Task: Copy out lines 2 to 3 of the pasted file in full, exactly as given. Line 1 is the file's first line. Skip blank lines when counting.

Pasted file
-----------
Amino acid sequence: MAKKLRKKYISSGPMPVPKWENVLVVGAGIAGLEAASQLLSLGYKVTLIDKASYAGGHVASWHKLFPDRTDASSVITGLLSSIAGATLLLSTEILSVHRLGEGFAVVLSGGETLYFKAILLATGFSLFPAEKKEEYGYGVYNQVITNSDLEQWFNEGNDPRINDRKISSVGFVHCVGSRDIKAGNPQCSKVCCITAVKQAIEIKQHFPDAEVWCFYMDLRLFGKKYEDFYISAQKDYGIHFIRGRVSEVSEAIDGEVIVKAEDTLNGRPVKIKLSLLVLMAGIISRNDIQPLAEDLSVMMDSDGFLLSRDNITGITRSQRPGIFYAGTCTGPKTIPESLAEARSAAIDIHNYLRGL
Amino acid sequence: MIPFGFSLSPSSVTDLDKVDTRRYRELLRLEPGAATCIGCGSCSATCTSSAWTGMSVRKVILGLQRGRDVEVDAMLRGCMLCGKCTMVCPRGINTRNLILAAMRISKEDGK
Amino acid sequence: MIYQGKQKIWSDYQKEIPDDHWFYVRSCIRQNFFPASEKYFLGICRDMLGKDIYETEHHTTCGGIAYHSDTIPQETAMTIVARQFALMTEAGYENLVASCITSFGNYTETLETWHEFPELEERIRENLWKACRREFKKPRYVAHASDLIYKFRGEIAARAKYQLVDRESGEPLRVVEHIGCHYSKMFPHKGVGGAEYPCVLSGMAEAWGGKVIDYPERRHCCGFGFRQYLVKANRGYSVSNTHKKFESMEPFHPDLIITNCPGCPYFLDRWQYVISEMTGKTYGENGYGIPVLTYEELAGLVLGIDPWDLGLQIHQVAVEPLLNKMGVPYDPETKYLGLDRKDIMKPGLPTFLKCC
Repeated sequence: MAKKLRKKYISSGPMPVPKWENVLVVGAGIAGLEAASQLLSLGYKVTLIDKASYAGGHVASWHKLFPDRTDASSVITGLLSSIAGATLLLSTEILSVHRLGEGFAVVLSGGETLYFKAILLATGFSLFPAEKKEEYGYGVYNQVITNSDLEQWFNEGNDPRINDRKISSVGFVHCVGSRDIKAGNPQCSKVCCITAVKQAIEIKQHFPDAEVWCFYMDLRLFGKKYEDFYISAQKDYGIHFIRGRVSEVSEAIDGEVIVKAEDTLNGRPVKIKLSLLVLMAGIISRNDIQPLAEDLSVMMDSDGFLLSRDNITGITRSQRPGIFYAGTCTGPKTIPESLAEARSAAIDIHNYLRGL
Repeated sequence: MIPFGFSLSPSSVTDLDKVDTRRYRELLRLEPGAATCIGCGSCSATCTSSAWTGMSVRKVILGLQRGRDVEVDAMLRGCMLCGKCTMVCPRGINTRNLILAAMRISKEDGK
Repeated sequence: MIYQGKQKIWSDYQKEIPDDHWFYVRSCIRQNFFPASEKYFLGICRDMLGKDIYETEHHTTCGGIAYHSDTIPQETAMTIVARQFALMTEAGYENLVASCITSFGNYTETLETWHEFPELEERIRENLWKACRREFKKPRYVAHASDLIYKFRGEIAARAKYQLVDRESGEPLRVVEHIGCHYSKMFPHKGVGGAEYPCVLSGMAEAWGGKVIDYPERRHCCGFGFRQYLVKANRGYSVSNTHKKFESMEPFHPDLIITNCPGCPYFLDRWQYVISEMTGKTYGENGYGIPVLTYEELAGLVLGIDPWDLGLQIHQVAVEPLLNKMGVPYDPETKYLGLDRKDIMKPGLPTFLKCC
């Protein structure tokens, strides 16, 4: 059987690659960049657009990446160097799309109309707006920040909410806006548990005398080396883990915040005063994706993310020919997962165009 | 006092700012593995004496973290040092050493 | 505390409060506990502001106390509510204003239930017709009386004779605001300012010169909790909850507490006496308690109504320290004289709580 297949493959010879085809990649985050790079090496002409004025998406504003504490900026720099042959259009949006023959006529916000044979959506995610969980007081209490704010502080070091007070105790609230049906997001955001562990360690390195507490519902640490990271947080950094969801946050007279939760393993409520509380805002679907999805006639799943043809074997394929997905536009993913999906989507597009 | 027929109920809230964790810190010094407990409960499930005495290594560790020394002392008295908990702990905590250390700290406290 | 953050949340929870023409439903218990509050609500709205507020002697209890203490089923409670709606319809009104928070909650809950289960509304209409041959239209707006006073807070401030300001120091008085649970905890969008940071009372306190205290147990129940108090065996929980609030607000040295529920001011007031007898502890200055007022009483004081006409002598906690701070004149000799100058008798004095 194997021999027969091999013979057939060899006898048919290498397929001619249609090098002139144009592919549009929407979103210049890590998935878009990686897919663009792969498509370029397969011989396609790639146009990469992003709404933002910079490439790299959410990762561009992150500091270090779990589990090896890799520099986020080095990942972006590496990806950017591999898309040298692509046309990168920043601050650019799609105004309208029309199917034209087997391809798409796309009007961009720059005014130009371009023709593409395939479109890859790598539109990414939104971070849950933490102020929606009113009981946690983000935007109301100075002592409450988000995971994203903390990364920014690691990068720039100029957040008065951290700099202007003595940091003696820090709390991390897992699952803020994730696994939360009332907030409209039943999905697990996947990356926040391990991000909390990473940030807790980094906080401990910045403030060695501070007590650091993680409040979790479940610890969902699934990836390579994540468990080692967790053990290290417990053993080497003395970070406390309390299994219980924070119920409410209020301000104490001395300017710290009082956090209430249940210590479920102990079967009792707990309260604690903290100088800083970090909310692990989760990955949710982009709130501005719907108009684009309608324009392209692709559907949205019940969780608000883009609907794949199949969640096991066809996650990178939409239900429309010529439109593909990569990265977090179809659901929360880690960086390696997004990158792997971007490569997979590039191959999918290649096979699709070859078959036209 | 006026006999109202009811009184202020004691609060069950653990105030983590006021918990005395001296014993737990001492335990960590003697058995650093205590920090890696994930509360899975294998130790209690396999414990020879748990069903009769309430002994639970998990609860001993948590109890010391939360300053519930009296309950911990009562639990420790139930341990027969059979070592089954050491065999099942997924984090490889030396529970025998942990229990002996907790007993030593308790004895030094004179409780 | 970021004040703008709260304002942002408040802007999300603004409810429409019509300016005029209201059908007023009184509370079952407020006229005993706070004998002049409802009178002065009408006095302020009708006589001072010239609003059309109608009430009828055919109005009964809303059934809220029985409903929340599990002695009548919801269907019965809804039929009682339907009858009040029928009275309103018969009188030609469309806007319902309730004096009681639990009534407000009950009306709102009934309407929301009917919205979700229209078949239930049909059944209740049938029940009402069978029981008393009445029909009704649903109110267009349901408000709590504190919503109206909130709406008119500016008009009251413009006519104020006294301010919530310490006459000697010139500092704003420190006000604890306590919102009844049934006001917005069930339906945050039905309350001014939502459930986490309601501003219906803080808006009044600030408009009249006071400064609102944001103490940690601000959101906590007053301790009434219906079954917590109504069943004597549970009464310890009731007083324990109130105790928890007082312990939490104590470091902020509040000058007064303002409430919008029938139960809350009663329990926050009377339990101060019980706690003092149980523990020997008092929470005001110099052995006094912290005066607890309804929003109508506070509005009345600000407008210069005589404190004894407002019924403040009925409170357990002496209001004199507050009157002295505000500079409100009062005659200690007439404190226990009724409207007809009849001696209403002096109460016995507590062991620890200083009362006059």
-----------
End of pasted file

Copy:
Amino acid sequence: MIPFGFSLSPSSVTDLDKVDTRRYRELLRLEPGAATCIGCGSCSATCTSSAWTGMSVRKVILGLQRGRDVEVDAMLRGCMLCGKCTMVCPRGINTRNLILAAMRISKEDGK
Amino acid sequence: MIYQGKQKIWSDYQKEIPDDHWFYVRSCIRQNFFPASEKYFLGICRDMLGKDIYETEHHTTCGGIAYHSDTIPQETAMTIVARQFALMTEAGYENLVASCITSFGNYTETLETWHEFPELEERIRENLWKACRREFKKPRYVAHASDLIYKFRGEIAARAKYQLVDRESGEPLRVVEHIGCHYSKMFPHKGVGGAEYPCVLSGMAEAWGGKVIDYPERRHCCGFGFRQYLVKANRGYSVSNTHKKFESMEPFHPDLIITNCPGCPYFLDRWQYVISEMTGKTYGENGYGIPVLTYEELAGLVLGIDPWDLGLQIHQVAVEPLLNKMGVPYDPETKYLGLDRKDIMKPGLPTFLKCC